-Hike to Tres Piscinis Waterfalls and jump into the pools. This is about a 35 minutes drive south of the bungalows, hidden just north of the town of Parrita. For a $5 parking fee, you hike to the waterfalls, about a 20 minute easy hike, and can climb all the way up to the top to jump in each of the 3 pools.
-Explore Neo Fauna Wildlife Park. This is about a 20 minute drive north of the bungalows up a mountain road and only costs $10. There’s a rescue monkey to hold, snakes, frogs, butterflies to learn about. It’s a short guided tour and super interesting.
-Take a crocodile tour on the Tarcoles River. On Jose’s tour, they feed these monsters and it’s unbelievable. This is about a 30 minute drive north of the bungalows.

I could go on and on about all of the activities and tours in the Jaco area. There’s just so much.

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In Hermosa proper, all within walking distance to the bungalows, you have all of the dining you need: The Backyard for arroz con pollo, Pizza Bocha (who delivers!), Shaka’s for pancakes, BlueGrass Bakery for cinnamon rolls. And down by Hotel Terrazas are these amazing rock formations where at a low tide you can explore the tidal pools and climb to watch the sunset.

The property manager on site at the bungalows even has cars, bikes and surfboards to rent. This location truly has everything.

rock

What To Bring

I’m going to try to make this simple since I overpack for every.single.trip. You don’t need much but here’s my essentials list:

-Passport.
-Flip Flops.
-Bathing Suits. (plural!!)
-Insect repellant.
-Tennis shoes to hike, preferably that you aren’t overly attached to because of the red clay.
-Lightweight shorts, tank tops, t-shirts, that dry fast.
-Sunscreen. Lots of it.
-Light jacket for evenings in Arenal.
-Waterproof case for your phone or camera.

Other Pro Tips

-Eat at the local joints called Sodas. They’re inexpensive and delicious. Casados is a typical Costa Rican meal that usually consists of chicken, rice, beans, fried plantains, and corn tortillas. Try it.
-You must have the coffee everyday. Cafe con leche. They don’t use cream in their coffee, just warmed milk. It’s amazing. To make your own, buy Britt Tres Rios or 1820 Reserva.
-Buy from local markets if you’re going to stock your bungalow’s kitchen. The local fruit and meats are so good.
-Local grocery stores Mas x Menos and Maxi Pali are owned by WalMart so you will find American food items here. They’re be expensive, but they’re here.
-Find local bakeries (panaderias) and try their breads.
-Everywhere we’ve been accepts American money but you will receive change in their local currency, Colones. 500 colones=$1 so if something is 4,000 colones, it’s $8.00. You just double the figure.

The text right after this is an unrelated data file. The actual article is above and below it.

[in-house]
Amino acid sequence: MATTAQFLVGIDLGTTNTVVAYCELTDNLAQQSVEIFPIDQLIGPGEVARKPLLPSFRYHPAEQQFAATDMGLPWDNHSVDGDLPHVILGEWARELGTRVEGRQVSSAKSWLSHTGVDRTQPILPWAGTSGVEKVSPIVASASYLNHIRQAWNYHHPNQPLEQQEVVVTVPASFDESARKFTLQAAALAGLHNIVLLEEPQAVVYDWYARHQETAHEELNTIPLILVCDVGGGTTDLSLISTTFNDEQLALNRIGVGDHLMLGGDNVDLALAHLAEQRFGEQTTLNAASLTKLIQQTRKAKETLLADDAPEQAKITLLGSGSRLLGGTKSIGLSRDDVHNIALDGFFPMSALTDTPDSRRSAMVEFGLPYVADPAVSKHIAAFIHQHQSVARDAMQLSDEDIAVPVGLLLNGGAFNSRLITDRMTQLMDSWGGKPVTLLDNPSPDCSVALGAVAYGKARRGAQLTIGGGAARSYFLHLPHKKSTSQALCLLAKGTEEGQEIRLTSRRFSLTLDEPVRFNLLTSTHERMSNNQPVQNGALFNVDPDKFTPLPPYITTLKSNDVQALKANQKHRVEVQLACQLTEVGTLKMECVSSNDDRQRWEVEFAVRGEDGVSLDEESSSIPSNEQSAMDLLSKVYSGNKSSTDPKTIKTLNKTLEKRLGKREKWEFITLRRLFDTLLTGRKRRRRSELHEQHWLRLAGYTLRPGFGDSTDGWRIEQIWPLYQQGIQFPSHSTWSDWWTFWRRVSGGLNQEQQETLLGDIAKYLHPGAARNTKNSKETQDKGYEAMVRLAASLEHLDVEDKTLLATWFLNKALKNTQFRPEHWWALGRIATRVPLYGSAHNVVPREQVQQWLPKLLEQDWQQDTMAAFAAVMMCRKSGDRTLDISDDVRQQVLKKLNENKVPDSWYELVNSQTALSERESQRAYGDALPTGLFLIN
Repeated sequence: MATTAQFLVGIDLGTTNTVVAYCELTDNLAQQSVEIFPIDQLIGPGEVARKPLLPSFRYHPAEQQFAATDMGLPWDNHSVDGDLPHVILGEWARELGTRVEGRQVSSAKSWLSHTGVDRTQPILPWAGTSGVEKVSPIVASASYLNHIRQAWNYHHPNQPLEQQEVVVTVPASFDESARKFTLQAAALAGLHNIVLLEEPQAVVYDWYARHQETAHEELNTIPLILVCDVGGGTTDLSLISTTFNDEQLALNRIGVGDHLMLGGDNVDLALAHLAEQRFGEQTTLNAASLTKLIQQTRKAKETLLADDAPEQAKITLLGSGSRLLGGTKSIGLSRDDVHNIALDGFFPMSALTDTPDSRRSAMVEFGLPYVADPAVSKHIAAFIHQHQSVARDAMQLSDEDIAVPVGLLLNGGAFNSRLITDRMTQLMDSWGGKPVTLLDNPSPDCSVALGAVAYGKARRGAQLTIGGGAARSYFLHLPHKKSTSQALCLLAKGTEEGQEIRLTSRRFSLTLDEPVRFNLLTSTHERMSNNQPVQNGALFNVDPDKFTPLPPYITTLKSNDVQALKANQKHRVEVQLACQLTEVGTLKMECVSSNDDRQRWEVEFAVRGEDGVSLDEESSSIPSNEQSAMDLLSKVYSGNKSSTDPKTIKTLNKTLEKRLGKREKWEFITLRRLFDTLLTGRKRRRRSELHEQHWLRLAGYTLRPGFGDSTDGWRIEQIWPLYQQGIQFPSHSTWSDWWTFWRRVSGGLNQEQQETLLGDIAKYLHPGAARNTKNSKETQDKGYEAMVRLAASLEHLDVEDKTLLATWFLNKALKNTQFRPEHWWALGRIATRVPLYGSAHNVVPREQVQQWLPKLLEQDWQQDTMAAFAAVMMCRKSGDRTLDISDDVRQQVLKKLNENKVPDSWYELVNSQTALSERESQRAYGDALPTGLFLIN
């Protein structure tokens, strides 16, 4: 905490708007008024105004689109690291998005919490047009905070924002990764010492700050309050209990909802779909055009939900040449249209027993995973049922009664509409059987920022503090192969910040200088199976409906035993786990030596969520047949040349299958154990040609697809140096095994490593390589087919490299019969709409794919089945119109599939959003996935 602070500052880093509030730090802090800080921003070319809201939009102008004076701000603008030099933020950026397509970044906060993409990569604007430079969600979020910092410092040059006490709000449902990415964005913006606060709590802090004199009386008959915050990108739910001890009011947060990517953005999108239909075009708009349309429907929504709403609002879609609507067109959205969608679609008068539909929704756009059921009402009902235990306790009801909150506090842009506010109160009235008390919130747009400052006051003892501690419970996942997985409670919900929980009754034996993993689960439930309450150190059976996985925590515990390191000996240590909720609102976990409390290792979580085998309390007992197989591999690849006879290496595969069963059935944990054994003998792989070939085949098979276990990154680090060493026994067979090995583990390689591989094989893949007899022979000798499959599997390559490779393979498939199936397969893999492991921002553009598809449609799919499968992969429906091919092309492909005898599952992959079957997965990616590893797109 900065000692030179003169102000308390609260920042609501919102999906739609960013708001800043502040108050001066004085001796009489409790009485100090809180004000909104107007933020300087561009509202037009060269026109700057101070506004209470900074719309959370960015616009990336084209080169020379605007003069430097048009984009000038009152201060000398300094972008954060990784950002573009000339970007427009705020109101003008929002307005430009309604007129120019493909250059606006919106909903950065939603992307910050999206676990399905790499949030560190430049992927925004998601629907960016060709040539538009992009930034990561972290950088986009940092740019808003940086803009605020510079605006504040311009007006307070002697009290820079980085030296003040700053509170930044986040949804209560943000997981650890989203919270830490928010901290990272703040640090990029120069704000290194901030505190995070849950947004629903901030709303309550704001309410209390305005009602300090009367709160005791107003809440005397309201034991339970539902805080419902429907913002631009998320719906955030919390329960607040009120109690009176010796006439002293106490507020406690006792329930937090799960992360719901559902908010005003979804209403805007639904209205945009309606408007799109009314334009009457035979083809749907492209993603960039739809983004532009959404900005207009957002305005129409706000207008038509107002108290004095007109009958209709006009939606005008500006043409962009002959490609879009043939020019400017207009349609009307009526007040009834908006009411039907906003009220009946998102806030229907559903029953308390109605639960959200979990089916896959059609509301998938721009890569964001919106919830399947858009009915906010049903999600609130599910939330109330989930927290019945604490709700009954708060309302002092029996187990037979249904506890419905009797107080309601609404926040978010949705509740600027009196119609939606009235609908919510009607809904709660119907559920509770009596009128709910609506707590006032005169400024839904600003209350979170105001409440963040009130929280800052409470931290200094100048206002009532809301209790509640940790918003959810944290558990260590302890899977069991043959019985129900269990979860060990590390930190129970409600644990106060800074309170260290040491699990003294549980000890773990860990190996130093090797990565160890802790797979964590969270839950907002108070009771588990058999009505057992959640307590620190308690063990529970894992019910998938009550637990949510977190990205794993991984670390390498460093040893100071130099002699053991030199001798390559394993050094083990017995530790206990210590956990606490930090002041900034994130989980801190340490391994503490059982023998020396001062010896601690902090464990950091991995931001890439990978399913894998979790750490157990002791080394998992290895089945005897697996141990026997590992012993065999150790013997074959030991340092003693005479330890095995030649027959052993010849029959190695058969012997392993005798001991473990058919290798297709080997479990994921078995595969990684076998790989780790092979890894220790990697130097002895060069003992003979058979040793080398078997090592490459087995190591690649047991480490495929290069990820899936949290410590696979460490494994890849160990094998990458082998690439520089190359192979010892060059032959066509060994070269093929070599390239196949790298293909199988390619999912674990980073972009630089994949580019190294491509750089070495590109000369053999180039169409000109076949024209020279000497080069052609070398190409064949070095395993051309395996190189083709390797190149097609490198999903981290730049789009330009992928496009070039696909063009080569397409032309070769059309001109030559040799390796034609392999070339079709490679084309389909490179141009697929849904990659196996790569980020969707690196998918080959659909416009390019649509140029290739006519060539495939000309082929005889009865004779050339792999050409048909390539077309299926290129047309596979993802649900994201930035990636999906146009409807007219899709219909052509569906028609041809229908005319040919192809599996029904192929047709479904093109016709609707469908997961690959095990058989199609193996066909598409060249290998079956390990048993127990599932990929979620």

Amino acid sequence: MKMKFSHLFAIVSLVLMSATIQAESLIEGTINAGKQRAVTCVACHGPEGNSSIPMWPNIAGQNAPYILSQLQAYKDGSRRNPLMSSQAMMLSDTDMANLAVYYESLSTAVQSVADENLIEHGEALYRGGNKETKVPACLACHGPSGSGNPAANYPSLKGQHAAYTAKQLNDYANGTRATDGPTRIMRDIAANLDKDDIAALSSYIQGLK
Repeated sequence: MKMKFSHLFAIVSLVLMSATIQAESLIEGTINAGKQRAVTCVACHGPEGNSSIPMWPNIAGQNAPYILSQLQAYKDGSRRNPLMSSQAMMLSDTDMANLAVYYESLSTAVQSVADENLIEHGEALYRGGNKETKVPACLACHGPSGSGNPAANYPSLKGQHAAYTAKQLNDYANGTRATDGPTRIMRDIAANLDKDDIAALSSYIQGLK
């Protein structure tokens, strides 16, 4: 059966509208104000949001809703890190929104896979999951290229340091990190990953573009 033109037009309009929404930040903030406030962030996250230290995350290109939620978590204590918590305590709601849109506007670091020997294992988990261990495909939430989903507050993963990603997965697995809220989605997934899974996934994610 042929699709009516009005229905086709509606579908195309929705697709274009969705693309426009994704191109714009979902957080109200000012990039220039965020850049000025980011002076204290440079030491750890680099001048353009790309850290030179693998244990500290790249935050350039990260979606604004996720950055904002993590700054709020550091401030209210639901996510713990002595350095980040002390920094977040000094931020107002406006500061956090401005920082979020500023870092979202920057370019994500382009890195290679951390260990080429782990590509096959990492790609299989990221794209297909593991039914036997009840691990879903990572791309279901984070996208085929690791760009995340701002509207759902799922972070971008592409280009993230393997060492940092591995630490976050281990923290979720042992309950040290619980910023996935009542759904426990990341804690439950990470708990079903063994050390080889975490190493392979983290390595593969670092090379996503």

-They have a local sauce called Lizano. Put that shit on everything.
-The water is safe to drink in certain areas and resorts but I don’t risk it even after 11 years. Bottled water is a must for me.
-Your cell phone will probably work there, especially if it’s an iPhone 6 or newer. Make sure you call your carrier to add international calling and features. Be sure to ask about roaming settings so you don’t get slammed with charges. I have Verizon and they have a minute/text/data package option for either $40 or $80. Or, better yet, turn that thing off and just use it for the camera.
-There’s wifi almost everywhere.
-Gas is expensive and gas stations are not on every corner like here in the States. Plan for this if you rent a car.
-Costa Rica is a GREAT place to bring kids. My daughter has been going since she was 14 months old. She ziplined for the first time last year when she was 6. She loves this place.

I know I’m forgetting so many fine details so please ask if you have a question. Hopefully this will give you a basis to plan your trip. I promise, you won’t regret one single second.

Next post: more destination options.

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**All images belong to me. These were taken over various trips to Costa Rica. Please don’t steal them from me without permission.  🙂

 

On Vacationing, Costa Rica, and Balance.

I confess: I’m in Costa Rica for 19 days. I’m not bragging but I’m also not ashamed.

I find it interesting how harshly we judge others on taking time off, away from the stress of work and everyday life. Before I left my home in Florida, as I was getting my business ready to be ran from my laptop, explaining to customers that I would be away, I found myself not being entirely truthful about how long I was going to be away. I was vague with answers like “a couple weeks” and I was also defending that I would be working everyday on my laptop, as though it’s such a shameful thing to actually unplug and take time off.

Even at that, I was getting responses like, “Wow, must be nice. I wish I could do that. I’ll be 65 before I can take a trip like that”. It made me feel sad that others don’t (or can’t) take this kind of time out of life but I also had a fair amount of guilt and shame, which shouldn’t be the case.

I’m fortunate. I’ve made myself fortunate. I have an amazing job that I’ve worked my ass off to make into a lucrative career. It took years to become lucrative despite the stigma of my medical sales job. {Believe it or not, as sales reps, we’re not all swimming in pools of money, working only 25 hours a week.} Some weeks, I work seven days a week, putting in anywhere from 50-65 hours a week or more.